Day 3 - Luciana Valle Intensivo B (off axis). Topic: Volcadas.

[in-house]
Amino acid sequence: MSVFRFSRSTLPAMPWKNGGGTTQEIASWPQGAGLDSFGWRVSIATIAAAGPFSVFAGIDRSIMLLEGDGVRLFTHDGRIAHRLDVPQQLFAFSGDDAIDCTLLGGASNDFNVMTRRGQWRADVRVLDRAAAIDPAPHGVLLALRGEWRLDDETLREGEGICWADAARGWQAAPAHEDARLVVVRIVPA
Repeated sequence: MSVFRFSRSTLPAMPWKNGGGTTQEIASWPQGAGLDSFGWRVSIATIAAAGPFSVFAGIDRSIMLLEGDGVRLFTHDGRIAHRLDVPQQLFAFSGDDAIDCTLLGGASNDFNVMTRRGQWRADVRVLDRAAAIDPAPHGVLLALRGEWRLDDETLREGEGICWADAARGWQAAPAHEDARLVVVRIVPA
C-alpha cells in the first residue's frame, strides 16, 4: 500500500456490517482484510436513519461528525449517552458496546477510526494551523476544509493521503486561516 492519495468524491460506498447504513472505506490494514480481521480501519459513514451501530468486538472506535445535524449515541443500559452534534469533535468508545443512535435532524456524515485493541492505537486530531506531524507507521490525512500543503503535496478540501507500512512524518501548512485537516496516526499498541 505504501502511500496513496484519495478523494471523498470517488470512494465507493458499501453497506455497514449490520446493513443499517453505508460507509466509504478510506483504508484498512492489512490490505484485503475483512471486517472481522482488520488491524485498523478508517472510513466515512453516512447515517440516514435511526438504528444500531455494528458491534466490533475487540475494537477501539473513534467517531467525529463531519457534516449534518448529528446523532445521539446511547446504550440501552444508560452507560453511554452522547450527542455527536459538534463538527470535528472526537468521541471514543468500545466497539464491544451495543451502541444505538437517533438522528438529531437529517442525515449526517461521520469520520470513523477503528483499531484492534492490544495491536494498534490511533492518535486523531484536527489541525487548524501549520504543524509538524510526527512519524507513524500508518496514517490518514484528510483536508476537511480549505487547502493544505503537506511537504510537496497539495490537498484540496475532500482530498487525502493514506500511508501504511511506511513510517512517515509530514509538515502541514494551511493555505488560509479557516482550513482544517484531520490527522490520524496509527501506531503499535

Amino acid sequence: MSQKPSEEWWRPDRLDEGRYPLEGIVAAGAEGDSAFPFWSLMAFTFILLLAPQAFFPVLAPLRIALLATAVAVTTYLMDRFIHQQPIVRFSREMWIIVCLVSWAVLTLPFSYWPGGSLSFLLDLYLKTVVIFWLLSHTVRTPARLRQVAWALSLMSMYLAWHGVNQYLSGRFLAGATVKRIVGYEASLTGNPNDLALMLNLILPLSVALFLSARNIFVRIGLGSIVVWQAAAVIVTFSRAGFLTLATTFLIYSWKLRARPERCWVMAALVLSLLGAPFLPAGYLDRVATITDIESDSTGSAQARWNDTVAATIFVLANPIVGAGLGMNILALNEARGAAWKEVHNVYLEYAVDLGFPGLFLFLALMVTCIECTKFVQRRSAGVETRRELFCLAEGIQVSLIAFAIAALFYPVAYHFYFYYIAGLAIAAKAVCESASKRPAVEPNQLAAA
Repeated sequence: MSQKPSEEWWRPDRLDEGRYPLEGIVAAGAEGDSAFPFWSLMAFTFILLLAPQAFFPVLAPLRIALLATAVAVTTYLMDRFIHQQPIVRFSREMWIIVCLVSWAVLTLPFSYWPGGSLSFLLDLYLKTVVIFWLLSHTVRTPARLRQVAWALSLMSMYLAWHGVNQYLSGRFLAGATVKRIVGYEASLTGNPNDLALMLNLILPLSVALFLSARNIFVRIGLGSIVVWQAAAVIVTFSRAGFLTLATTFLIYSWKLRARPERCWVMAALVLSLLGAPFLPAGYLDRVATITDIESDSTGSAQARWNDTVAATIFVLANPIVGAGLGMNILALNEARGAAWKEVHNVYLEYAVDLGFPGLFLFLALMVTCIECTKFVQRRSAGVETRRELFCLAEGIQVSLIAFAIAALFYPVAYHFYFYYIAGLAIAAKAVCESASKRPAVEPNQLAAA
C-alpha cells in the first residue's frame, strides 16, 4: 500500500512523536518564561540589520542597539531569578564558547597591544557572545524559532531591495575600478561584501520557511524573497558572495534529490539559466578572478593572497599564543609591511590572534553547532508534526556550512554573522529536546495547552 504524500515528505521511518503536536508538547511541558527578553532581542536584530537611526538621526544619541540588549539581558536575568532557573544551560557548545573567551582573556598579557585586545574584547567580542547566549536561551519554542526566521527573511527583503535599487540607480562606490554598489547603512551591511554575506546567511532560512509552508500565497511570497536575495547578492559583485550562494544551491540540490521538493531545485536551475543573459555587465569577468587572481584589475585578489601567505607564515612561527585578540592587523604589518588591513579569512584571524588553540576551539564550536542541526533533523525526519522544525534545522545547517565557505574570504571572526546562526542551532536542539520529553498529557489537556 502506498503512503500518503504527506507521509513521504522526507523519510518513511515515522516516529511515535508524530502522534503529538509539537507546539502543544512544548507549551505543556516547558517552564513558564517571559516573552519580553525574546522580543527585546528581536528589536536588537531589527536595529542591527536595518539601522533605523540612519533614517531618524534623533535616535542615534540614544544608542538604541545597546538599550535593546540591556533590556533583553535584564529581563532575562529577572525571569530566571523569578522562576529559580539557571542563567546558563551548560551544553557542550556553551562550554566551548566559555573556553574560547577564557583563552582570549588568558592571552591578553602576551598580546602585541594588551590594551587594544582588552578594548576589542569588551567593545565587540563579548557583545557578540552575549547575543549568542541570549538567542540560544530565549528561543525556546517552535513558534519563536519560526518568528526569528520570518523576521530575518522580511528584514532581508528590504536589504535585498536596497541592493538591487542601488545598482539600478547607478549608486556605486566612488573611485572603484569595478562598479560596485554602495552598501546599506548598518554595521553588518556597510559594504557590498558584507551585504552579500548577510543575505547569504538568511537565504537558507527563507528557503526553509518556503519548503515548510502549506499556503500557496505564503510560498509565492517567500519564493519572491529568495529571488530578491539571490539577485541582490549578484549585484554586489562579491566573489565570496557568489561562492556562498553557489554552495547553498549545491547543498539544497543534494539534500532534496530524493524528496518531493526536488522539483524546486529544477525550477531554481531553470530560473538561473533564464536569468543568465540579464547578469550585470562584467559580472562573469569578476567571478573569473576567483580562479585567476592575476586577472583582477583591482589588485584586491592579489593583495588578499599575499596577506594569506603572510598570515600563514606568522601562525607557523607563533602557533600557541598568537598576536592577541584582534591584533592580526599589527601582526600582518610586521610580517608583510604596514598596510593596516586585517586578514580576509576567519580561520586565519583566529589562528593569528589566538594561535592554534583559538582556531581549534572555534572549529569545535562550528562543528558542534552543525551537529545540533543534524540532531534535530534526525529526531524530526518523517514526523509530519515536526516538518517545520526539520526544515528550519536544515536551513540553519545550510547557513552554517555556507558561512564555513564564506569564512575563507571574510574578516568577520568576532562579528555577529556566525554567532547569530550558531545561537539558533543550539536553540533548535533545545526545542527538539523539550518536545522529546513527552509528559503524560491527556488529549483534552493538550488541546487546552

We began the day with the first hour reviewing all of the Colgadas we learned yesterday, really trying to take the motion of the Leader´s top with the Follower´s bottom (hips, not shoulders). The new topic of the day was Volcadas, the opposite of colgadas in terms of off axis. We began with an exercise of the Leader just counterbalancing the Follower, moving opposite the Follower, not carrying her, but creating a vacuum and emptying the space in front of her, obligating her to step. The Leader takes an open step to his left side (Follower´s right side), then he steps around her 90 degrees (to 3 o´clock) in an open step. The Follower follows from the top of her body to the bottom, in a spiral. We also did this with the Leader stepping to the other side (9 o´clock). The Leader moving around follower in 90 degrees creates the pendulum motion. The Follower really tries to get torsion from the top down spiral. The Leader needs to have power in his step, pushing off, so that Follower feels the curve on the body and does not spiral and not move in a block. Next exercise: The Leader takes the 90 degree step, but does so a little farther away, so that Follower feels the invitation to step (and she steps). Next exercise: Adding to the prior exercise, the Leader moves toward Follower when the Follower wants to step. This is to help us understand the concept of counter motion and is done in the context of the open embrace. We did not add any off axis during this exercise. For Follower´s technique, she needs to have good spiral in her upper body with her hips coming around as a consequence and her feeling the need to take a step, and then the Leader waling toward you. We did this on the left side and right side. This exercise was to help the Leader understand the feeling of inviting her, then playing with the counter motion. From here, we added the close embrace, and did it for real, taking Follower off axis. Maestra noted that every Follower open step (from boleo, sacada, molinete, colgada, etc.) is an opportunity to do a volcada. The Leader just needs to step around her in 90 degrees. Maestra noted that Follower´s feet should always be in an upside down V shape at the end of the volcada (not parallel or pigeon toed). We spent most of the last half our of class dancing with each other, with the Leaders exploring the idea of the volcada coming from any Follower open step, and the Follower just trying to be ready and alert and able to do the volcada without anticipating it.